But to answer the specific question being asked by the OP; I would say the biggest difference the end user will notice is in running the same distro across different DE’s, since that is the interface between the user and the OS.
I’ve tried a few different distros running the same DE and they feel very similar in every day usage. Though there can be some variance if the distro also implements its own DE theme.
Another view I wouldn’t mind seeing is a technical comparison with ease of use.
By technical, I mean the resources to run the distro. Like for a laptop with less then 2 gig memory or laptop with a slow CPU, or how well does the distro install / configure to the hardware. What about laptops with 4 or 8 gig of ram installed? Does size of distro matter anymore? And then again CPU. What distro hog the CPU? And if you have a i3, i5, or i7 past the second generation, does the CPU resources that the distro take make that much of a difference? And what about desktops that usually has more memory installed and a faster CPU.
—Not that I plan on changing my distro. Linux Mint 19.1 Cinnamon. But I believe it might be interesting to see the differences.
I personally went with Mint b/c it was on the of top rated Linux’s and was suppose to be easy to use. I’ve been very pleased with the results.
The visuals come first and that would be noticeable first. Then the user would later learn that the things are different with package manager etc.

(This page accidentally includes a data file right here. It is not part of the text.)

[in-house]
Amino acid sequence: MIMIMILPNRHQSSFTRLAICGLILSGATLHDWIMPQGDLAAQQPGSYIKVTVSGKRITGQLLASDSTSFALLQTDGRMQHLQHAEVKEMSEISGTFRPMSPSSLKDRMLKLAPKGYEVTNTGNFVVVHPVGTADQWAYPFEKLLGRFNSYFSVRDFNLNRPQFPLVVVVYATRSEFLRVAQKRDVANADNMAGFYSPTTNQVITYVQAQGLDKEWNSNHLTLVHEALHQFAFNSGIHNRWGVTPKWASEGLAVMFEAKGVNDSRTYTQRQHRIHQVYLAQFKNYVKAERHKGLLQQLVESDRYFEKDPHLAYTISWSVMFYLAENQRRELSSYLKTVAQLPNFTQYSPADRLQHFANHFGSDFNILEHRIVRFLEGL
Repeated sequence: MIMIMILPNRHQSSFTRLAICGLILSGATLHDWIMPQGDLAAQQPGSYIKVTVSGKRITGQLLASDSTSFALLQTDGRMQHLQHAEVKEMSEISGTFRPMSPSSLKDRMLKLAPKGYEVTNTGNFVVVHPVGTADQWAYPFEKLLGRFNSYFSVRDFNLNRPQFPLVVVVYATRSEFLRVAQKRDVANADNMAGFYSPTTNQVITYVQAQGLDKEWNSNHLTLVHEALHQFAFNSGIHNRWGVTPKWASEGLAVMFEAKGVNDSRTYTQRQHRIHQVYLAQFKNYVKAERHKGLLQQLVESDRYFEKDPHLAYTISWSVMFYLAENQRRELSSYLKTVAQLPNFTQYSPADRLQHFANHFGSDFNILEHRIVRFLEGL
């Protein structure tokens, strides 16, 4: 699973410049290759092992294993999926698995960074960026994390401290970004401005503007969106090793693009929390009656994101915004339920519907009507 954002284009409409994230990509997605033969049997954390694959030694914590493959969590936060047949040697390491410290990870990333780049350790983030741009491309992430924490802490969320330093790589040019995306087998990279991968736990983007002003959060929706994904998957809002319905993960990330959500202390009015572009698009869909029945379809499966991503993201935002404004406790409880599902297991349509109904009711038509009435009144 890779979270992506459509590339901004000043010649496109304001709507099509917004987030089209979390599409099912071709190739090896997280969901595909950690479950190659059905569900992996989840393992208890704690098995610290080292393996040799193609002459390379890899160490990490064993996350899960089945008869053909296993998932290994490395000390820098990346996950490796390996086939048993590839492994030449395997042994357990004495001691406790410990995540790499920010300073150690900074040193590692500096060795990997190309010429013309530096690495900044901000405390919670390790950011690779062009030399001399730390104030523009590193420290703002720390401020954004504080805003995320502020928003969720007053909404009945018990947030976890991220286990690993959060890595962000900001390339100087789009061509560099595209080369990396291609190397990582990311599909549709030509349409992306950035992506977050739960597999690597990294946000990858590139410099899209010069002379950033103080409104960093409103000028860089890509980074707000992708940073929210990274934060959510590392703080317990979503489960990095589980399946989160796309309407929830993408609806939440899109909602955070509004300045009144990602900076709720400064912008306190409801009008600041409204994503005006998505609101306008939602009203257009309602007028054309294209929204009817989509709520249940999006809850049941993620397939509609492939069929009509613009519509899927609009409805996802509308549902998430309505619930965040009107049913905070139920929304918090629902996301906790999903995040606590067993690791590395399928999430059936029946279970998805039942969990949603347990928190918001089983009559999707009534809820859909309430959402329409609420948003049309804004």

In my experience of using Linux over the last five years, the differences seem to come when switching Linux ‘families’, i.e. Debian/Ubuntu/Mint, Fedora, Arch, etc.
If you settle on one family, then the differences are determined by the DE. That said, Gnome is Gnome, Mate is Mate. etc.
That is the joy of Linux, you pays your money (or not) and takes your choice. Then you tweak it to your hearts content. Linux is what you make it. I think of all distros as like playing with Meccano, you start with a kit of parts and build something fabulous.
I’m currently running MX-18.1/Gnome, Xubuntu 18.04.2/xfce, LMDE 3/xfce, elementary 5.0/Pantheon, and Solus/Gnome.
Well, not being an expert, but trying to really answer your question, I would like to make an analogy:
Your best friend is going to buy a car. Now…
- he has several brands,
- each brand has many models to choose from
- in every model (maybe) he has a few different engines (electric, diesel, petrol)
- then there’s the color of the car, the extras, the tweaks, … (you know)
Million dollar question: What car would you advise him to buy? (great responsibility!)
With this, all I want is to show you that the answer is not that easy (if there is one)!
And you probably already understood that by looking at all the previous posts.
In Linux fortunately you can (and should) try and try and try as many distros and DEs as you can, 'till you feel tired. Then, you look back and think “which one felt more comfortable to me?”, and that’s the one!
(sorry if it still isn’t the answer you’re looking for)